”Negative.” She said out loud with the biggest smile on her face. To which Joey asks, “What does that mean?” And she shows us her phone as she opens up the link.

“COMPLETE RESOLUTION OF NODULAR DISEASE”

To which she translated…

”YOUR CANCER IS COMPLETELY GONE!”

Not a dry eye in the house I tell ya! We cried, she cried and she hugged us as we all marveled at this victory.

 

I truly believe that God put every single step in motion for this day. He made Scooter the match, he helped put the right doctors, nurses and Np’s in his path. He helped me find a home in a new church that has revamped my faith in Him and his power. God has blessed all of us with this miracle. As my Pastor says, they are passionate about the life-giving and life-changing word of God. Since I took my first steps into that church, it has been nothing but life-changing and now LIFE-GIVING! I literally can not be any more thankful for any single blessing I have received in life.

We owe so much to all of you who continue to pray for Joey and his healing. There is no way one can’t believe in the power of prayer after this. Thank you all for never leaving our side and for always keeping us in your hearts.

What comes next? We continue to pray for Joey as he recovers from the transplant and that he never experiences a major flare up of Graft vs Host disease or that no infection too big hits him during this time. He is officially CANCER FREE and hopefully that makes his recovery much easy to bare!

We spent the weekend spreading the good news to family and friends. Joey faked some out and led them to believe our news was pregnancy related. He also tortured others and gave all the crazy statistics and mortality rates and scaring everyone. It was amazing to watch Joey tell his news to the people he loves. It’s been amazing watching him read everyone’s comments since he broke the news yesterday. Here are some photos I took while I was recording. They aren’t the best quality because I was also taking a video at the same time. But amazing nonetheless!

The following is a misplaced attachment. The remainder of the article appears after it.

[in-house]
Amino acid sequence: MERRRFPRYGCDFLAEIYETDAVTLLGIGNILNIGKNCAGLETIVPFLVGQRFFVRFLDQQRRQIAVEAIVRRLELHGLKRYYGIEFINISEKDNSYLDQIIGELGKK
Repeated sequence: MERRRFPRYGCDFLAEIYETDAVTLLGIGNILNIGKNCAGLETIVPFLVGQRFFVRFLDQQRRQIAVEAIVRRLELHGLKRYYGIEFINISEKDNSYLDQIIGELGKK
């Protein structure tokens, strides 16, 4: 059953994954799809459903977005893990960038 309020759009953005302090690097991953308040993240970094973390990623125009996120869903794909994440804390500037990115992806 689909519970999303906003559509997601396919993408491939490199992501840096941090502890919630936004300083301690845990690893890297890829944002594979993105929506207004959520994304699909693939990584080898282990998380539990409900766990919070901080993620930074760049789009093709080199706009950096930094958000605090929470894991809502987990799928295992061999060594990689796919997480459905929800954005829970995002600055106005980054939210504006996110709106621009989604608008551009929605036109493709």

#fightlikejoey #joeythesurvivor

 

 

 

 

 

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The Recovery

Everything leading up to this phase was the easy part. The conditioning chemo was tolerable. The transplant itself was much better this time around than it was the first time. Since the cells were fresh and not frozen, there were no preservatives mixed in and it made it a lot easier for Joey to tolerate.

Waiting for engraftment to come and go was definitely the hardest on Joey. It only took a day or two post transplant for the expected side effects to hit him. The hardest part for him physically and the hardest on Madonna and I, emotionally. Unfortunately, Joey wasn’t able to get the rest he really needed. Every time he would get into a good sleep someone would come into his room. Whether it was dietary, the nurses to administer medication, the PCA’s to check his vitals, the cleaning ladies to keep everything sanitary. Of course this was for his overall best interest. But of course it was  frustrating for Joey, nonetheless.

After a few days go by, all of Joey’s counts start to drop. His white blood cells, his platelets, hemoglobin, even his kidney function drops and potassium. Of course this is all a part of the process but it brings on nasty side effects for Joey. Then he spikes a fever in which they can not explain. It is too soon to be considered engraftment. Yet, every single blood culture they ran came back negative for infection. I want to say it was probably a solid week of low grade fevers that they could not break or keep away. Thank God it eventually meant that he was indeed engrafting sooner than expected and praise the Lord he never caught an infection.

The downside to engrafting early was that it meant he was in the hospital being monitored even though he felt so good. He was alone in that hospital room all day, everyday and started to get very homesick. It was easier for him to be away from home when he felt sicker than a dog. And harder to stay sane when you’re feeling good and would rather be at home.  Regardless of how he felt, Joey stayed active with occupational & physical therapy plus recreational therapy as well. Joey also did A LOT of walking. Every mile he walked he earned a foot to add to his collection. Most days he walked by himself but on special days, he had little helpers.

We fell in love with his main doctor and her Nurse Practioner. They were so kind and comforting and they truly cared about Joey’s well being. They always asked about the boys and how this was affecting them. They’d even check on me and make sure I was doing well too. Dr. Saheebi and RNP Korie hold such a special place in our hearts. And thank you to everyone who came to visit him while he was there and  thank you to everyone who donated blood and/or platelets to him.